Table saw (optional), Paint roller, small diameter, You'll also need ripping and crosscutting guides for your circular saw and a flush-trim router bit.

Required Materials for this Project

Avoid last-minute shopping trips by having all your materials ready ahead of time. Here's a list.

    • 1/2-in. Birch plywood
    • Fast-drying Wood filler
    • Sandpaper, 80, 120 and 220 grit
    • Primer
    • Paint

Comments from DIY Community Members

Share what's on your mind and see what other DIYers are thinking about.

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March 17, 1:04 AM [GMT -5]

How much weight can this box hold for sitting on?

If I wanted to give it a stained wood look, how would I go about it?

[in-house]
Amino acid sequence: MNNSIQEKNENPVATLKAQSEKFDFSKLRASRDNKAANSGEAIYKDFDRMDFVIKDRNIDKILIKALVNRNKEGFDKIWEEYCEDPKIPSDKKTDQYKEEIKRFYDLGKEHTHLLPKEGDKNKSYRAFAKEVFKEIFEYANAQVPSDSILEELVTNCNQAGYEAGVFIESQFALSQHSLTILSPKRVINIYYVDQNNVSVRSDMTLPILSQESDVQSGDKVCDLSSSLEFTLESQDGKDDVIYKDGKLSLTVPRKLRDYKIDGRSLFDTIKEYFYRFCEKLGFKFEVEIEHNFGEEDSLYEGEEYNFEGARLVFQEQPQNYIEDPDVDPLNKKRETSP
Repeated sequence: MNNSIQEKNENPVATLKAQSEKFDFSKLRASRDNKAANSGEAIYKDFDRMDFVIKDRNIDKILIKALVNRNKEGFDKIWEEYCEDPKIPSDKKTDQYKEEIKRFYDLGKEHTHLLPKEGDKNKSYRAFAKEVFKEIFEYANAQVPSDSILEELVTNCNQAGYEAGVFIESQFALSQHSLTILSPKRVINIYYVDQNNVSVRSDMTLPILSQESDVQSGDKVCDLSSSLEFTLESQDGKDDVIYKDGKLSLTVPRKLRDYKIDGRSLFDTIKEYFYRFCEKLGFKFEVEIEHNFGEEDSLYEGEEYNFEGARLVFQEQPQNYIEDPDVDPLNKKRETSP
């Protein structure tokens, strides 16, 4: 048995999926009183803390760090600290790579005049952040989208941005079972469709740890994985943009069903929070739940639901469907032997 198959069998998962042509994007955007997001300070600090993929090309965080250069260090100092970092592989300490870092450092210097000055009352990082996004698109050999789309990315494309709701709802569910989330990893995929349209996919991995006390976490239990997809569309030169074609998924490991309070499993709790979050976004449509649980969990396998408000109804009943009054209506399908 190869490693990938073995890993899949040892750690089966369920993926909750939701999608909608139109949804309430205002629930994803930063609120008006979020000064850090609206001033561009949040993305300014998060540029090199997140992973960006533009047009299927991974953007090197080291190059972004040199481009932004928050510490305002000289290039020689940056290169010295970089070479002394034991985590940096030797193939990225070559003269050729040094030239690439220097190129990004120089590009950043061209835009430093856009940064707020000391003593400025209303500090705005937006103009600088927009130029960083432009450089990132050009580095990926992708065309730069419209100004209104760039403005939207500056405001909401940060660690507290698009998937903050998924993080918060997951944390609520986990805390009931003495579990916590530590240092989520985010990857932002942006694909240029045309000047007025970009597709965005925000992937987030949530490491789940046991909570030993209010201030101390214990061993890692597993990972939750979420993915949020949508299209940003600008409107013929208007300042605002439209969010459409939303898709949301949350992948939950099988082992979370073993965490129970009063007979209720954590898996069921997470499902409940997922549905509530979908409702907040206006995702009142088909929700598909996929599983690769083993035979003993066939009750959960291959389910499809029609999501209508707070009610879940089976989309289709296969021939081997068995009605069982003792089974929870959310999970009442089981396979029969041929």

Can it be built on feet instead of mounted to the wall?

Thanks so much,

November 27, 3:24 PM [GMT -5]

What I like about this design is that it makes a very strong box/shelf. I plan to modify this design to make some bench/storage for our dining room/home office/sewing room. This design should be strong enough to sit on or mount on a wall. Add some doors on the front with tracks on the inside of the outer box. Should be very adaptable for different uses.

Our daughter is planning to use them as book shelves in their new home while husband is back in school and they will have boxes to move the books after school is finished. Great idea!